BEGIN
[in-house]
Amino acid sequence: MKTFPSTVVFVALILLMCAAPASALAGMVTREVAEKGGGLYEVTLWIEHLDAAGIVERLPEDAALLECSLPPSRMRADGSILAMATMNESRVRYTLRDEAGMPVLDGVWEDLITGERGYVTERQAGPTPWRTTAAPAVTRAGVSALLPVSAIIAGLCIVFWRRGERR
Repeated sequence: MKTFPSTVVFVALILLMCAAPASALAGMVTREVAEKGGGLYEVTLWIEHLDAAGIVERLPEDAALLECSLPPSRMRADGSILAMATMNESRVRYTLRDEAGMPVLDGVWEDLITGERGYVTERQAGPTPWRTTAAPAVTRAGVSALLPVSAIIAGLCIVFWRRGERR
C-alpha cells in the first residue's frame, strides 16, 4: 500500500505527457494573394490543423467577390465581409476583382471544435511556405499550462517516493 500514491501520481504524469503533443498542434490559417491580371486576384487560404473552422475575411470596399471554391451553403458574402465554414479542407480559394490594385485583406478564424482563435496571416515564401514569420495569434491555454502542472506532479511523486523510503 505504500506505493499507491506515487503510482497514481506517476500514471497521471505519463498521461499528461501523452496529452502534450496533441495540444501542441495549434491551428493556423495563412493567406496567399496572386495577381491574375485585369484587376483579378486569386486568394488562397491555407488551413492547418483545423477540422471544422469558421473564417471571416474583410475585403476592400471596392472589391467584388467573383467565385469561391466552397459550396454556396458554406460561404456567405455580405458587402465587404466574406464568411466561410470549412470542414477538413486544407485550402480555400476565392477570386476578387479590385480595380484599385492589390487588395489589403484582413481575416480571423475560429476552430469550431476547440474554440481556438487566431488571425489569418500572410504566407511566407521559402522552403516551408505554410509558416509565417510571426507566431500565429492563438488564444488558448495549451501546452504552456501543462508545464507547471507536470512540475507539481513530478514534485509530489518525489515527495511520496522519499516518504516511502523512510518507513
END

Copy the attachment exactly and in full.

[in-house]
Amino acid sequence: MKTFPSTVVFVALILLMCAAPASALAGMVTREVAEKGGGLYEVTLWIEHLDAAGIVERLPEDAALLECSLPPSRMRADGSILAMATMNESRVRYTLRDEAGMPVLDGVWEDLITGERGYVTERQAGPTPWRTTAAPAVTRAGVSALLPVSAIIAGLCIVFWRRGERR
Repeated sequence: MKTFPSTVVFVALILLMCAAPASALAGMVTREVAEKGGGLYEVTLWIEHLDAAGIVERLPEDAALLECSLPPSRMRADGSILAMATMNESRVRYTLRDEAGMPVLDGVWEDLITGERGYVTERQAGPTPWRTTAAPAVTRAGVSALLPVSAIIAGLCIVFWRRGERR
C-alpha cells in the first residue's frame, strides 16, 4: 500500500505527457494573394490543423467577390465581409476583382471544435511556405499550462517516493 500514491501520481504524469503533443498542434490559417491580371486576384487560404473552422475575411470596399471554391451553403458574402465554414479542407480559394490594385485583406478564424482563435496571416515564401514569420495569434491555454502542472506532479511523486523510503 505504500506505493499507491506515487503510482497514481506517476500514471497521471505519463498521461499528461501523452496529452502534450496533441495540444501542441495549434491551428493556423495563412493567406496567399496572386495577381491574375485585369484587376483579378486569386486568394488562397491555407488551413492547418483545423477540422471544422469558421473564417471571416474583410475585403476592400471596392472589391467584388467573383467565385469561391466552397459550396454556396458554406460561404456567405455580405458587402465587404466574406464568411466561410470549412470542414477538413486544407485550402480555400476565392477570386476578387479590385480595380484599385492589390487588395489589403484582413481575416480571423475560429476552430469550431476547440474554440481556438487566431488571425489569418500572410504566407511566407521559402522552403516551408505554410509558416509565417510571426507566431500565429492563438488564444488558448495549451501546452504552456501543462508545464507547471507536470512540475507539481513530478514534485509530489518525489515527495511520496522519499516518504516511502523512510518507513